I won’t pretend that 2020 was not an overall a terrible year. Nearly all 7.5 billion humans (minus the 1% of course) agree. Growing a non-profit is difficult under any circumstances, let alone in a global pandemic.
So far this year hasn’t been the fresh start many of us were hoping for, either. However, after some reflection, we realized the best thing we could do was to celebrate what we did manage to accomplish and keep fighting to make our world a kinder, safer, and more equitable place for youth to grow into the leaders, champions, and friends we need them to be.
Much of the following was accomplished IN SPITE of the pandemic. Because we had no other choice but to rise and be there for the people who depend on us. Because we care and we love and we want tomorrow to be better for all.
And all of this was possible because our supporters were there for us in a big way. If you engaged with us at all, whether you donated, bought a Family Dinner, listened to us on the radio, or shared our message, this is your victory too.
Here are 10 ways our non-profit grew in 2020:
1. We strengthened our programming
When shit hit the fan, we knew we needed to grow stronger if we expected to survive the storm. Especially in the early months of lockdown, there wasn’t a lot we could control. So we focused on what we could: reinforcing our foundational programming by throwing all of resources into supporting our participants and grads. This meant getting rid of all non-essential programming and pumping 100% into the basics — supportive housing, food security, mental health, individual support, grad support, land-based healing, life skills training, and unconditional care.
We are proud to say that not only did we keep all of our participants housed and safe from COVID-19, but we also had several complete the program. We served more youth than ever before, providing stability for over twenty Work 2 Live participants and grads.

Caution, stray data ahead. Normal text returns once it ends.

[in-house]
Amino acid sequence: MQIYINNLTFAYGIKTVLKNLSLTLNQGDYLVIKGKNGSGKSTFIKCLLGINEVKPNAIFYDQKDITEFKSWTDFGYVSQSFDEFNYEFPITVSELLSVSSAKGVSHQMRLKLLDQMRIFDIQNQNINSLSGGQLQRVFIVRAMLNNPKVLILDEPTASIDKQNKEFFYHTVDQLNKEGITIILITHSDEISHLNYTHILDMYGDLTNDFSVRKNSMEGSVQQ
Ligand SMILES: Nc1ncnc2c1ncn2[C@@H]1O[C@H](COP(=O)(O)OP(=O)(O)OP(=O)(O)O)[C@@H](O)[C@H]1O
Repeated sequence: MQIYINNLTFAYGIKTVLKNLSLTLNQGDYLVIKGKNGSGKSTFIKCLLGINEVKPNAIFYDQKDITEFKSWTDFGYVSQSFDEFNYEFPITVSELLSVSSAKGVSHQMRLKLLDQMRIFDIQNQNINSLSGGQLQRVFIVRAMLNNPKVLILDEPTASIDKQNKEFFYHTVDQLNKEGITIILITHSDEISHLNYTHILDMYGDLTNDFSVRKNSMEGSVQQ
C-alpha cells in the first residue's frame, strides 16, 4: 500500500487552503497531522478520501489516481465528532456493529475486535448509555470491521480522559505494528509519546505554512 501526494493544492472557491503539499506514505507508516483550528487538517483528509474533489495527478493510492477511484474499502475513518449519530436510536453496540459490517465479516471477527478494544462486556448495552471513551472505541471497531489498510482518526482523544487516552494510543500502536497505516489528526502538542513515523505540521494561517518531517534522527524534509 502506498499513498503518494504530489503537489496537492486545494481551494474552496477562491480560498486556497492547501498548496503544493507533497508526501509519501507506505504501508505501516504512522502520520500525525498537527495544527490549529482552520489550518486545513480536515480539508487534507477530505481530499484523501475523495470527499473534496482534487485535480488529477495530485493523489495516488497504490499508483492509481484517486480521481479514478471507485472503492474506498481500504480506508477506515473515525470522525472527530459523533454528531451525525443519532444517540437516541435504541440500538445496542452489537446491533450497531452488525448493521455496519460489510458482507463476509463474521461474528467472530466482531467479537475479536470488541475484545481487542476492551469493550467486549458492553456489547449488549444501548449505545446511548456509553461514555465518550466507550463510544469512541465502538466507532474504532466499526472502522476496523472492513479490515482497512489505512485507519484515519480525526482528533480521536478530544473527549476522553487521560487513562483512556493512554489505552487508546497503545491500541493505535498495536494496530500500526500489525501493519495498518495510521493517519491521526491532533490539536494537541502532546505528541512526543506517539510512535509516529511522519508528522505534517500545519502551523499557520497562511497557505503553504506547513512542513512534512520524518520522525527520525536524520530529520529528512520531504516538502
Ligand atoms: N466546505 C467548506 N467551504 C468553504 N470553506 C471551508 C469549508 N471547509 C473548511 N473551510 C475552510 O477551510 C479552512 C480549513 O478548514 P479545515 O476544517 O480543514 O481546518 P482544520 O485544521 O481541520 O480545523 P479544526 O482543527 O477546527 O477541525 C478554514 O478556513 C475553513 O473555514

2. We prioritized mental health
In 2020, Zero Ceiling made big steps in creating space for mental health support, not just for our participants, but for youth in our community.
We engaged Dan’s Legacy, a Vancouver-based organization that provides trauma-informed, low-barrier, culturally appropriate counselling to participants in Work 2 Live. This meant we could support participants and grads when and how they needed it. The Whistler Community Foundation and the Rotary Club of Whistler funded this pilot program, and we are seeing great results so far.
We also had a hand in starting and facilitating Youth Connections with Vancouver Coastal Health, an online peer support group for young people in Mount Currie, Pemberton, and Whistler. That group is still going strong and accepting members.
3. We had our biggest intake EVER
The wise thing to do was to cancel our usual spring Work 2 Live intake in order to keep our participants and community as safe as possible. That, coupled with the overwhelming increase in the number of young people seeking out support and services like ours, meant that we had space for EIGHT new participants this fall. This means that we will be supporting 10-12 new participants per year (up from 8 in previous years).